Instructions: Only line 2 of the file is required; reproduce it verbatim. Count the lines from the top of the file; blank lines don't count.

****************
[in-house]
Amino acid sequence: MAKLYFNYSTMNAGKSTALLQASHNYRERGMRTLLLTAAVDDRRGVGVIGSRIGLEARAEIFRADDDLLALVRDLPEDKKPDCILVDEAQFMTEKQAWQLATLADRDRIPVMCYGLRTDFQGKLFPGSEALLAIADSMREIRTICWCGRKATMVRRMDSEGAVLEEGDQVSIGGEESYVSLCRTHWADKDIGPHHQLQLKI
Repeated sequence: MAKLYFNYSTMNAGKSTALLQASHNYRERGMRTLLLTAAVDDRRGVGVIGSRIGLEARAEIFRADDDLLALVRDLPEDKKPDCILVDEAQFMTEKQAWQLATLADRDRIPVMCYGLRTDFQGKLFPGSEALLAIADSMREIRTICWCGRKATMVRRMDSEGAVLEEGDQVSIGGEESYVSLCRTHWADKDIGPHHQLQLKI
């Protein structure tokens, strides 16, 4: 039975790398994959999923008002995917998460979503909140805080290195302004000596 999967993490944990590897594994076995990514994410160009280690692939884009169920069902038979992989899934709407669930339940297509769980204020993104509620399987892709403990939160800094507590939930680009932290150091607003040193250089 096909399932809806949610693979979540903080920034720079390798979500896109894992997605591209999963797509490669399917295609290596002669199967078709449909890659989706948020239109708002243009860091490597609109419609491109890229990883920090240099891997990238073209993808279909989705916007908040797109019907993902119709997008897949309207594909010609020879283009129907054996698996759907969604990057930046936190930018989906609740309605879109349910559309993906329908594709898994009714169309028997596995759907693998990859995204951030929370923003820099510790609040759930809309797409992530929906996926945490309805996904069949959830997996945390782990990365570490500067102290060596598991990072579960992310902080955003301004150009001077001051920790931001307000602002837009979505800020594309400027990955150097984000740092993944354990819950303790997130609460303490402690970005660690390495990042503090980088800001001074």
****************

Amino acid sequence: MAKLYFNYSTMNAGKSTALLQASHNYRERGMRTLLLTAAVDDRRGVGVIGSRIGLEARAEIFRADDDLLALVRDLPEDKKPDCILVDEAQFMTEKQAWQLATLADRDRIPVMCYGLRTDFQGKLFPGSEALLAIADSMREIRTICWCGRKATMVRRMDSEGAVLEEGDQVSIGGEESYVSLCRTHWADKDIGPHHQLQLKI